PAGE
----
Barbara Stanwyck and Robert Taylor Allegedly Married to Cover up Their True Sexual Natures

Barbara Stanwyck and Robert Taylor were the darlings of Hollywood, and their marriage seemed like a perfect one. However, many film historians have constantly analyzed their marriage.

Their union has been considered a ‘lavender marriage,’ that is to say, a relationship of convenience, fictitious, and arranged from the beginning to hide the true sexual orientation of Barbara Stanwyck and Robert Taylor.

Even though she never spoke openly of her sexuality, her biographer Axel Madsen once described her as the most famous lesbian in the closet of Hollywood.

Born Ruby Catherine Stevens in 1907, she experienced tragedy early in life. By the time she was four, she had lost both her parents and was raised in foster homes.

At 14, she decided to drop out of school and got a job as a wrapper. She did a couple of odd jobs, from filing, pattern cutting to a typist, even though she wanted to be in the entertainment industry like her sister, a showgirl.

With a tenacious character and above all endowed with a will to succeed, she got into the entertainment industry. She became a chorus girl, a dancer, and a dance instructor for gays and lesbians.

In 1926, Stanwyck was introduced to Willard Mack, and then she started appearing on Broadway stages without any acting lessons.

She changed her name, became a Broadway star, and got the leading role in “Burlesque” in 1927. She then fell in love with her “Burlesque” co-star, Frank Fay, married by August 26, 1928.

Stanwyck, unable to have children, the couple adopted on December 5, 1932, Dion Anthony, born in February 1932. In 1929, she met director, producer, and writer Frank Capra and this launched her career.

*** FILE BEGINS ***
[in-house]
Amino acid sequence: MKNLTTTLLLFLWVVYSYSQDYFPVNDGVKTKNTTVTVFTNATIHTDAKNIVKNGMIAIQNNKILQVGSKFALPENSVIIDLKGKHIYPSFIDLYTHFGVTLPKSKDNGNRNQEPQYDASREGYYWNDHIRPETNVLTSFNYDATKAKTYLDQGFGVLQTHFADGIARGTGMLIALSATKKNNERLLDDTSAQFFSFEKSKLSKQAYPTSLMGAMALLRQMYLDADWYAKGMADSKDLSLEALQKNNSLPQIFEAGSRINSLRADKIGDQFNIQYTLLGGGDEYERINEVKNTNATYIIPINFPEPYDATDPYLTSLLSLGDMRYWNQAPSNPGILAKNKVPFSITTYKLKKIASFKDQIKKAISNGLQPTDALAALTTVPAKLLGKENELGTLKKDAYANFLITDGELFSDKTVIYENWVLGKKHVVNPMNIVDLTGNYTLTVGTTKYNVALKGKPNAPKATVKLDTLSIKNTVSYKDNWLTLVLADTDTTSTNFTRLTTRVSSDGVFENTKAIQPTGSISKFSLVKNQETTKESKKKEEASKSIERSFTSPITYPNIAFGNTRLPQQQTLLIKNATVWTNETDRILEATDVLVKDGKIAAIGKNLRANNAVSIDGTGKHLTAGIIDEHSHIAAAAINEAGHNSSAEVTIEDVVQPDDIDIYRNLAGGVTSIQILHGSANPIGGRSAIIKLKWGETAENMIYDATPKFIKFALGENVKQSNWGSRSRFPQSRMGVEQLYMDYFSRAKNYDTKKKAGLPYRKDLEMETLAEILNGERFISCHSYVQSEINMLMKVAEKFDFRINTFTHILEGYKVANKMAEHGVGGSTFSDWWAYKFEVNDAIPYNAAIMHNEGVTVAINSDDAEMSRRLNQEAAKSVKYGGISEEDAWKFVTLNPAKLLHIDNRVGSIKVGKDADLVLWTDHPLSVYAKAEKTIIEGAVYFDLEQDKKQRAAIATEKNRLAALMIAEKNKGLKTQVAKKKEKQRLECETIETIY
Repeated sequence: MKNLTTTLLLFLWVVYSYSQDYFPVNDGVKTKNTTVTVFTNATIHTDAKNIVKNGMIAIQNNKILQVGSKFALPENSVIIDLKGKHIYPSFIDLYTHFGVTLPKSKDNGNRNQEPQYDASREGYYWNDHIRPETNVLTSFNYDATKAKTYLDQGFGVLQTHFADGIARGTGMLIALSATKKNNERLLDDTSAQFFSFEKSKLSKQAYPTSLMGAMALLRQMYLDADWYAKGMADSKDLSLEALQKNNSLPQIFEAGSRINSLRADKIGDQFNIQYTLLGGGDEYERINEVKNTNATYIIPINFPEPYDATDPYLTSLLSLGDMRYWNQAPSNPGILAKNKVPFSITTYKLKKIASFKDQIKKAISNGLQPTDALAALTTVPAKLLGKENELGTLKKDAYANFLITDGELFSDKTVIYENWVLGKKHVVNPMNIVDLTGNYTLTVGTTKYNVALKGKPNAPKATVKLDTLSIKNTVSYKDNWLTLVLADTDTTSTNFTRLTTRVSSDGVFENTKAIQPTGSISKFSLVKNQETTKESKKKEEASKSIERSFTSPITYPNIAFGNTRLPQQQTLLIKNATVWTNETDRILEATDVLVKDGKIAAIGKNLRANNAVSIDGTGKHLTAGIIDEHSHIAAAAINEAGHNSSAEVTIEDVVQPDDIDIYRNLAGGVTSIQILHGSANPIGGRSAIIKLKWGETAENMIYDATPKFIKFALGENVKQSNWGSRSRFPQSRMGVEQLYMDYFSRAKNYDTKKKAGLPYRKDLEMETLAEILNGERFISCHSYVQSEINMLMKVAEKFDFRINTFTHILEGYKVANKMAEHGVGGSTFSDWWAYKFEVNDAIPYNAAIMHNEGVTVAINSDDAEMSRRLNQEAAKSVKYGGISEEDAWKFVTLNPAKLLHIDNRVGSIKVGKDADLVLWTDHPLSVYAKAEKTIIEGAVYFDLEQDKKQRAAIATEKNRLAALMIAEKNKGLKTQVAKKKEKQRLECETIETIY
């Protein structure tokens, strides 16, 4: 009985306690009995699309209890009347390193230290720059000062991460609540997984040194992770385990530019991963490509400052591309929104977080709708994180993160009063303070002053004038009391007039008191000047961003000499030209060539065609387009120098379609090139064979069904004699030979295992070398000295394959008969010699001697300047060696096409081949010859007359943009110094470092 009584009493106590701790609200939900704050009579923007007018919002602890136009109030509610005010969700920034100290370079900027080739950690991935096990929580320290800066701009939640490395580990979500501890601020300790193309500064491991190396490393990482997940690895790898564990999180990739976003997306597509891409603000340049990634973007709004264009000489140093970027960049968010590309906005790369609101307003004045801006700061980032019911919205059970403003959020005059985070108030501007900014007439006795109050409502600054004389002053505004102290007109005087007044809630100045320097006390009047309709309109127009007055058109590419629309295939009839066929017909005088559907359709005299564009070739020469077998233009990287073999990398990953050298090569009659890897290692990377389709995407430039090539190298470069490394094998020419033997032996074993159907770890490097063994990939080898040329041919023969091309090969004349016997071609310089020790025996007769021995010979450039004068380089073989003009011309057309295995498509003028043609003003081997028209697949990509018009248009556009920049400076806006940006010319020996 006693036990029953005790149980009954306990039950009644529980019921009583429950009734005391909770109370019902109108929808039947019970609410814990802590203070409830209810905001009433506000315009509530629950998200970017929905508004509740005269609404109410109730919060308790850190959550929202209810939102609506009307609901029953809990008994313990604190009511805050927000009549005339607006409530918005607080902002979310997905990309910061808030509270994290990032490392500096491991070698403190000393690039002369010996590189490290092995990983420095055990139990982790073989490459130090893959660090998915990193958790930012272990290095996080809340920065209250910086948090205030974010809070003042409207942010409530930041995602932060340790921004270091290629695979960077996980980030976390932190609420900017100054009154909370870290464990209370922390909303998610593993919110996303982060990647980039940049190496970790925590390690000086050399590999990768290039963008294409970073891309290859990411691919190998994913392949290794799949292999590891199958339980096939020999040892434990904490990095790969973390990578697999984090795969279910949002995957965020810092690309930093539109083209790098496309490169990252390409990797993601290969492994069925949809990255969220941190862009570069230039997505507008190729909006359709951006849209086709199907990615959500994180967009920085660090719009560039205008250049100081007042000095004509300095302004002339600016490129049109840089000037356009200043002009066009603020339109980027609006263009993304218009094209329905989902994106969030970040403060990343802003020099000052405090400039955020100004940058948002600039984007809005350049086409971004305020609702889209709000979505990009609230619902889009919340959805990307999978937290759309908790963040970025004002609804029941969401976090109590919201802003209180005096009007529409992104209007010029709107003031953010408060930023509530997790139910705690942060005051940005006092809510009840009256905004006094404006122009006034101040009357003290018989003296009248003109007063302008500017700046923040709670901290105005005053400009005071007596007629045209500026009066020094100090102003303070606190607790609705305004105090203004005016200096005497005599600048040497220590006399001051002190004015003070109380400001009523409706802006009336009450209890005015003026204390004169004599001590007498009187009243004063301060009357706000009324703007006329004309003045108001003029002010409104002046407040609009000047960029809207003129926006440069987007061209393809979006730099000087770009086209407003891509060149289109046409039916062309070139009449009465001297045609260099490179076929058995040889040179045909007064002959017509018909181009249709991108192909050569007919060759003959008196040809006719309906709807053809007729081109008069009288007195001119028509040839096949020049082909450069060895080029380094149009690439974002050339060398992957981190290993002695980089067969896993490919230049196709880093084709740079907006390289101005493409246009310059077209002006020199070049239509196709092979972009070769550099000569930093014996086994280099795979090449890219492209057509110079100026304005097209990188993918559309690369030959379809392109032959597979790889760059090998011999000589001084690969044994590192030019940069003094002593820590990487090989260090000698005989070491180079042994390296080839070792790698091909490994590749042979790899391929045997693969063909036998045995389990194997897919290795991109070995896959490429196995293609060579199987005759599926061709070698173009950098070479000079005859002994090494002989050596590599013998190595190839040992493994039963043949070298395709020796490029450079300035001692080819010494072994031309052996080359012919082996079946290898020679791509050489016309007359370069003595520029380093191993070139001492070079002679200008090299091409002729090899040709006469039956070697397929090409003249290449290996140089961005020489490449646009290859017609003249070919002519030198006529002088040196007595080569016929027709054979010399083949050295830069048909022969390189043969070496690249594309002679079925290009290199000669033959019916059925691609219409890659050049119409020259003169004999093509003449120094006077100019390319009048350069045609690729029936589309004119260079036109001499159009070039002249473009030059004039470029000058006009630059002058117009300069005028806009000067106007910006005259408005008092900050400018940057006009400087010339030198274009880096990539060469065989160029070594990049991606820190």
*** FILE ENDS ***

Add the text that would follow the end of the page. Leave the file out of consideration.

Her personality won over Capra, and he helped her soften her image, which was a little too abrupt. This meeting with him opened new horizons for her in Hollywood.

The director has her sign a non-exclusive contract with Columbia, which will allow the actress to also shoot for Warner Bros studios and all the major Hollywood companies, from RKO to 20th Century Fox.

As her career went uphill, Fay’s career was at a standstill and this spelled doom for their marriage. They got divorced in 1935, and some have claimed that their relationship inspired William Wellman’s film, “A Star is Born.”

In 1936, on the set of “His Brother’s Wife,” Stanwyck became involved with one of Hollywood’s most attractive young firsts, Robert Taylor.

Between the 60s and the 80s, Stanwyck was seen as a cultural and personal template for lesbians. She never spoke about her sexuality and was said to have thrown a reporter out for asking her questions about it.

Born Spangler Arlington Brugh in 1911, the brilliant tennis player, proved to be very gifted for music and his mother also encouraged him to study the cello.

In 1929, he entered the Doane college, where he hoped to follow his father’s path of being a doctor, but his passion for music remained. He then took his cello lessons from Professor Herbert E. Gray.